PLAnetary Transits and Oscillations of stars (PLATO): This is the winning mission! It's a satellite that will take pictures of the sky from an orbit around the L-2 Lagrange point. It will search for planets with 32 small telescopes & cameras. Each camera covers 1100 square degrees (for comparison the moon is about 0.2 square degrees, the whole sky has about 40, 000 square degrees, and Kepler mission has a field of view of about 100 degrees).  They expect to find transiting planets, i.e., they find dips in the light given by a star when the planet passes in front of the star. They aim to find the planet's mass, radius and age, and also measure oscillations in brightness of the host star.

Large Observatory for X-ray Timing (LOFT) This would have been an X-ray satellite that covers an area over an order of magnitude larger than that of current detectors. It would provide high time resolution X-ray observations of matter in the presence of strong gravity, i.e., investigate the variability of light in X-rays emitted by matter orbiting black holes, neutron stars, active galactic nuclei, etc. Such a mission would severely constrain the range of possible neutron star equations of state. It would also provide measurements for the spin and mass of black holes, and investigate the behaviour of matter close to an event horizon and other aspects of strong gravity. Most of my colleagues favoured this mission.

Marco-Polo: was supposed to return a sample of 1999 JU3 (a near Earth asteroid) to Earth for analysis. It is believed that asteroids are some of the oldest objects in the solar system, and understanding their composition might help us understand the origin of life. This is a mission that was quite popular, but had a time limit because this particular asteroid can only be reached when it is close enough to Earth. I agree that taking samples of asteroids is something we should be able to do as well as perhaps be able to blow them up if they come to close to Earth and endanger life here.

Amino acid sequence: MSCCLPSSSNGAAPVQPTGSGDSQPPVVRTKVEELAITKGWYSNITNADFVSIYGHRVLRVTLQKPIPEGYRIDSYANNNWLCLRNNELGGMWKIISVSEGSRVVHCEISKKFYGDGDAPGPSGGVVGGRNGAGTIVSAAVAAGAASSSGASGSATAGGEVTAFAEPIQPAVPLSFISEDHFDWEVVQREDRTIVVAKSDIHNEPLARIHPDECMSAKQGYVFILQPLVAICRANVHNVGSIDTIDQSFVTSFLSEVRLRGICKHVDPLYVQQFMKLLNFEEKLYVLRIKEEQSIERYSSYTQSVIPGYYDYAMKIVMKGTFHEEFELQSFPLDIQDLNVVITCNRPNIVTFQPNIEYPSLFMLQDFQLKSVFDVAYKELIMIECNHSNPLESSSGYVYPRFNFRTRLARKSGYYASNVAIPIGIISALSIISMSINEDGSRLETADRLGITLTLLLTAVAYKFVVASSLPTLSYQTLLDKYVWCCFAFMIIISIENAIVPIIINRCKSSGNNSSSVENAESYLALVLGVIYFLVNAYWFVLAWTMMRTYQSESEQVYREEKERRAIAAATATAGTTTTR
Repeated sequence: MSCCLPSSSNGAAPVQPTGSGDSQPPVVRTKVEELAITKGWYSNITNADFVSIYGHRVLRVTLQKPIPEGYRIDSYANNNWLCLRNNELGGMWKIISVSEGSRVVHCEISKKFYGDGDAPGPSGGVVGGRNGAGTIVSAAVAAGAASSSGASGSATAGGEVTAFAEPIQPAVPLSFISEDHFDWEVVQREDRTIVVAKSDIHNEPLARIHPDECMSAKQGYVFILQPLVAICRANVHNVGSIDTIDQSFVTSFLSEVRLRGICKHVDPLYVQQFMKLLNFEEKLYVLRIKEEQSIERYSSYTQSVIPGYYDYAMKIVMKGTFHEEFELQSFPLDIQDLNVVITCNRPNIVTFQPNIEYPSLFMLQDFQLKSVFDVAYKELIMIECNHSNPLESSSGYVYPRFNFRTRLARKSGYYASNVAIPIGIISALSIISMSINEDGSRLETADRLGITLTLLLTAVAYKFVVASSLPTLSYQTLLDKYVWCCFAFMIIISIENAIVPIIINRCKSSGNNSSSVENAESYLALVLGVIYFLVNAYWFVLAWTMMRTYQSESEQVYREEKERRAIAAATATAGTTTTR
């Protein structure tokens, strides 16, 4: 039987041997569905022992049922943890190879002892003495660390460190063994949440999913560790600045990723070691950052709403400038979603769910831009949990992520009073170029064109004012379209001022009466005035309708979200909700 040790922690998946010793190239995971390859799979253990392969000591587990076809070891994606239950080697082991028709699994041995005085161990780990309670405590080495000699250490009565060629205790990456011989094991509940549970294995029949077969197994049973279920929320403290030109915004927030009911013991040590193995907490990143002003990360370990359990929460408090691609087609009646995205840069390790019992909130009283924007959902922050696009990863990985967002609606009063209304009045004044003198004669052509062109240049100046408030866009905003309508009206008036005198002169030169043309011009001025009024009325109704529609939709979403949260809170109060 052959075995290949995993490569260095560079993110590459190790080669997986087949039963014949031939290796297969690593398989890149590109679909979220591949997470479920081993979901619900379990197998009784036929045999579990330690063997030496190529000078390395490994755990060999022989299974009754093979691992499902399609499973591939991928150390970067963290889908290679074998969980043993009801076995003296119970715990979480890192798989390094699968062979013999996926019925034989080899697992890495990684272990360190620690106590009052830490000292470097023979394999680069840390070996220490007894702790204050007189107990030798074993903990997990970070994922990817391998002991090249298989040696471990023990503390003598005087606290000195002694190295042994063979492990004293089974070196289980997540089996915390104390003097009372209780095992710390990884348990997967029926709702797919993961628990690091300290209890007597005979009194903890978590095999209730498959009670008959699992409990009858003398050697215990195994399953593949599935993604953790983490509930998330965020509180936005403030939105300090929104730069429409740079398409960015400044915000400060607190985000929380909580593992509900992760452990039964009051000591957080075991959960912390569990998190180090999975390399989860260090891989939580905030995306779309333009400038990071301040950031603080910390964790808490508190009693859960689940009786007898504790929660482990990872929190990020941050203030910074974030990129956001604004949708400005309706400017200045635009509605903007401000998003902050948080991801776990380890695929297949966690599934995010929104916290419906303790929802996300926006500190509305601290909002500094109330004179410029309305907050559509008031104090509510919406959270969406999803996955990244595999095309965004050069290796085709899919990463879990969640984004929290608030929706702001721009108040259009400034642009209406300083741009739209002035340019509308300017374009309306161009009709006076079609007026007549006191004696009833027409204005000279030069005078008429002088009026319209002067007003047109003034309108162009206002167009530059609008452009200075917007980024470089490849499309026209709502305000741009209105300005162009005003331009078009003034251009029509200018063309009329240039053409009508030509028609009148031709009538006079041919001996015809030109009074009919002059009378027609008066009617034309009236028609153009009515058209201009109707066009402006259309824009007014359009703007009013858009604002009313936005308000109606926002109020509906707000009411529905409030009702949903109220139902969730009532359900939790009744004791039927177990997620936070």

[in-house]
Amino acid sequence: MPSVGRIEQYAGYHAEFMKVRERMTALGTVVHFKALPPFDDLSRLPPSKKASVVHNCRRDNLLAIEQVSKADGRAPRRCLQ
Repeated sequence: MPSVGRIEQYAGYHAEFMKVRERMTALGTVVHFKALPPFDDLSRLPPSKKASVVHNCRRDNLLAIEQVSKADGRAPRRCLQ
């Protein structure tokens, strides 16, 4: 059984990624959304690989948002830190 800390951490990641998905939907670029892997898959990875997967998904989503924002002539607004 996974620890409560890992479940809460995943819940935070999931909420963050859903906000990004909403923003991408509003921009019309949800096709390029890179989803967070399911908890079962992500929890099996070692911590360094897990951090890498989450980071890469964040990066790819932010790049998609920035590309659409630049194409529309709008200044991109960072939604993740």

STE-QUEST: This is a fundamental physics mission that would have originally placed an atomic clock and an atom interferometer in an elliptical orbit around the Earth.   This orbit means that the spacecraft would test general relativity through varying gravitational fields. Due to a limited budget, the mission only kept the atom interferometer and a transponder that would reflect, amplify and re-transmit pulses of light sent by atomic clocks on Earth. However, it was decided the atom interferometer technology was not yet ready to be flown in space. STE-QUEST remains an exciting mission concept that in addition to answering fundamental physics questions provides very good technology tests for instruments that we want to able to put in space as part of other missions. Clocks are used for GPS, space-craft tracking, monitoring changes of the geopotential of the Earth, etc, and the atom interferometers would be the future gravimeters.

Overall impressions: 
This meeting felt like a conference with fewer young people than I am used to from an average US conference (both weddings and funerals feel like conferences to me with sometimes better cookies and no talks.) All presentations went well, and the science presented for each mission was very interesting, which made it difficult to choose. 

However, I am a bit depressed that when we have so much more technology than 15 years ago, the way we present has not changed. I would like to see ESA be at the forefront of outreach. For example, they could be a little more modern by having a short video describing each mission + a toy one could buy to show support for the mission, which can also be used to explain each mission to younger audiences. Instead they sport the same static websites with the occasional broken link. All these presentations of missions should also be recorded and accessible to the public via the internet.

 I cannot get away from the feeling that there is too much bureaucracy everywhere in science (and, of course, not just in science).  The missions drag on for too long. The approved concepts wait until the technology is outdated and the people proposing them are close to retirement. Instead of funding commissions to evaluate, re-evaluate, evaluate maybe more science could be funded and more publicity for the existent and future missions could be done.  Of course, some evaluation process has to exist, but we seem to have long lost a sense of balance and forget to correlate the number of evaluations with the progress made. Everyone seems to believe that science should be more open with fewer bureaucratic hurdles. However, the answer to every problem just seems to be more bureaucracy with no direct plans for solving the problem. With better outreach and more of the science and discussions publicly available, perhaps the public will come up with new ideas that solve some of the existent problems of the system.